TO BEGIN, consider one of the most important measures of property, the kilogram. It’s a measure of mass or, for non-scientific purposes, weight. According to the papers last week, a global scramble is under way to define this most basic unit after it was discovered that the standard kilogram—a cylinder of platinum and iridium that is maintained by the International Bureau of Weights and Measures—has been losing mass.
You may think that this is impossible. Of all the elements, iridium is the most resistant to corrosion, and the cylinder is kept in a facility at Sevres, France, where it is under three glass domes accessible by three separate keys. The cylinder itself is more than 130 years old and is what the New York Times calls the “only remaining international standard in the metric system that is still a man-made object.” The new urgency to redefine the kilogram comes from the fact that its changing mass “defeats,” as the Times put it, “its only purpose: constancy.”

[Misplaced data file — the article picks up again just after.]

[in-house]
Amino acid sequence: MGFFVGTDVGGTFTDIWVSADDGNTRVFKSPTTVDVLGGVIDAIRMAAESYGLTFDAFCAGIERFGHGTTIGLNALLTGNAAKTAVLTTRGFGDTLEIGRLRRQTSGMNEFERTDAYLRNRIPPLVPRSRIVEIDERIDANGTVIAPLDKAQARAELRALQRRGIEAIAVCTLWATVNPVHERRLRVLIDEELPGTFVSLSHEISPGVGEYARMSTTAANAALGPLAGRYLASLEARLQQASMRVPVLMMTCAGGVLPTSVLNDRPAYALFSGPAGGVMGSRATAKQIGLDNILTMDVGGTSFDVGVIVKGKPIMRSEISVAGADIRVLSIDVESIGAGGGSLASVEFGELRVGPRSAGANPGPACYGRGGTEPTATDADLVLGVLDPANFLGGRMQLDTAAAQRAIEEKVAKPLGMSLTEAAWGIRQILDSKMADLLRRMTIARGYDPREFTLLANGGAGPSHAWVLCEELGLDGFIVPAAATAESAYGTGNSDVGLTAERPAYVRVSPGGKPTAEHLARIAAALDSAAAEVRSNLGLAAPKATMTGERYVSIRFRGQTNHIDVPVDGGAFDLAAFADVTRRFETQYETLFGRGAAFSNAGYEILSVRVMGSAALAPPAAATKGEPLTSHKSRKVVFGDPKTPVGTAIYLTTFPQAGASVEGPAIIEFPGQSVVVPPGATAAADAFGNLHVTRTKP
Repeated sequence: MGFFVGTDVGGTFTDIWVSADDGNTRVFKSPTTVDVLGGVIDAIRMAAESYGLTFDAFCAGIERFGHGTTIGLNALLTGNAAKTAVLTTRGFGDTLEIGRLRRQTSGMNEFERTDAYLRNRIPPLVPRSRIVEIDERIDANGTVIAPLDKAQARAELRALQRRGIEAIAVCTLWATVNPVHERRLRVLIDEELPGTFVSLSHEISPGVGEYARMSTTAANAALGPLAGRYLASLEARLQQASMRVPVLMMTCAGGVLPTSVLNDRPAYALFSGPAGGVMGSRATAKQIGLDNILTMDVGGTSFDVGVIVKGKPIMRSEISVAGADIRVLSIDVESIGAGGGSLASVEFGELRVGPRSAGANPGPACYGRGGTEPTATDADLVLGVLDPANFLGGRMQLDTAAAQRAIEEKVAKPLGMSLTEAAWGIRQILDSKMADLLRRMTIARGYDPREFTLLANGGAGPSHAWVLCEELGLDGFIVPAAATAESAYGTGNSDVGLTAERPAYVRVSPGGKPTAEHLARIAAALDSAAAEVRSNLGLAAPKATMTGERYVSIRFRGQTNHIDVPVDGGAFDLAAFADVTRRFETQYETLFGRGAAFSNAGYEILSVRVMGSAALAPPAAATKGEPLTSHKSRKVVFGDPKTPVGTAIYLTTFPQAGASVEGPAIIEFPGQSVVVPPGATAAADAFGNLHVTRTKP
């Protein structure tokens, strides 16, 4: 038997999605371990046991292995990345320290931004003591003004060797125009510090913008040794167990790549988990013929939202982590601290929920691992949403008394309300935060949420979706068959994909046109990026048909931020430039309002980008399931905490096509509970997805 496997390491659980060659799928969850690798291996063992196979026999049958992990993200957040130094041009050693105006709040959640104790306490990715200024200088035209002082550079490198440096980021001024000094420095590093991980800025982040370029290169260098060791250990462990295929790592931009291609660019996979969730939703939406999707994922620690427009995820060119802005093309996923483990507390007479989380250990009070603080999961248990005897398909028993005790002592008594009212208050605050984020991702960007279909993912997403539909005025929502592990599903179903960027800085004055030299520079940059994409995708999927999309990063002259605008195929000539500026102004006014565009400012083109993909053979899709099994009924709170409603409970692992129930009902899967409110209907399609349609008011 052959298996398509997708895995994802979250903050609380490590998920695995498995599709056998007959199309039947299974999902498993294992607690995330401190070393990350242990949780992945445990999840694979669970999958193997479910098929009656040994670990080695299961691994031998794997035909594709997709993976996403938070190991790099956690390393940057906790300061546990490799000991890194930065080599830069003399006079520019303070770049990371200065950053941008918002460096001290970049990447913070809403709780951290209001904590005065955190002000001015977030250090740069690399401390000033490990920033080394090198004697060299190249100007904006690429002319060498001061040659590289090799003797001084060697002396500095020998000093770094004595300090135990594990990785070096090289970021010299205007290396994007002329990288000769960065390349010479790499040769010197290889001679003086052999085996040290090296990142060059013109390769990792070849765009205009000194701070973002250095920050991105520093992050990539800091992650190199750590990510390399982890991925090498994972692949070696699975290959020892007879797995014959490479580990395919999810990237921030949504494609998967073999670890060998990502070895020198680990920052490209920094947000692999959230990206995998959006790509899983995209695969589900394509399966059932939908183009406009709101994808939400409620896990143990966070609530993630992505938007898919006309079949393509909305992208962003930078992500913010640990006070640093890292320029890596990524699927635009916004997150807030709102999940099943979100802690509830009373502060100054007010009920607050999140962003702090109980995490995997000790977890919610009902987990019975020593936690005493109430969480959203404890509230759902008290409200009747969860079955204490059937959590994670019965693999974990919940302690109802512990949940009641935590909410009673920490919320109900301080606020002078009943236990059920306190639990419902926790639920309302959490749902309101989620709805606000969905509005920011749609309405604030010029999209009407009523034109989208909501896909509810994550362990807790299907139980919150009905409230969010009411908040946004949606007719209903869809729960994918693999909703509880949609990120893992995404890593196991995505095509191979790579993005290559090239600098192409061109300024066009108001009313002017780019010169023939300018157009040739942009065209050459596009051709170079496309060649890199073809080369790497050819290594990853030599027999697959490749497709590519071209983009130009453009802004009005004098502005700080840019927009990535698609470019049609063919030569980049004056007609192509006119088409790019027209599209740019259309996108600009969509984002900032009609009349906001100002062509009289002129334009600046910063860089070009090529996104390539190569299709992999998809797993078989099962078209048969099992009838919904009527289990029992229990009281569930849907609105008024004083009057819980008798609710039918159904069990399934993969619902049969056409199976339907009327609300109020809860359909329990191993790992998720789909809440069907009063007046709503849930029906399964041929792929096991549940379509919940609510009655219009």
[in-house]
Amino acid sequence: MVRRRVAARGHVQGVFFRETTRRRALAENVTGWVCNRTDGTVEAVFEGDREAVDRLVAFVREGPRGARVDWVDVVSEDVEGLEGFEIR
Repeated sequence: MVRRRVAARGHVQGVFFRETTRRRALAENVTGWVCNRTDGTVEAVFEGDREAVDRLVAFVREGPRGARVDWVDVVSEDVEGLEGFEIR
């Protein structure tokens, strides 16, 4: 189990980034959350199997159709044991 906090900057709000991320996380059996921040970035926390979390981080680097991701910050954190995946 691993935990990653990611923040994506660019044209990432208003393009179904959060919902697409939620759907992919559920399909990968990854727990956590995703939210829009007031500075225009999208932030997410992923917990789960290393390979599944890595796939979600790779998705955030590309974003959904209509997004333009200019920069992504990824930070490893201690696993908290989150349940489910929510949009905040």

The question I invite you to consider for a moment is what would happen if we just let the kilogram float? This is a question that was posed in an editorial last week in the New York Sun. After all, the editorial said, we let the dollar float. The creation of dollars, and the status of the dollar as legal tender, is a matter of fiat. Its value is adjusted by the mandarins at the Federal Reserve, depending on variables they only sometimes share with the rest of the world. This would have floored the Framers of our Constitution, who granted Congress the power to coin money and regulate its value in the same sentence in which they gave it the power to fix the standard of weights and measures—like, say, the aforementioned kilogram.Now, the record is clear in respect of how America’s founders viewed money.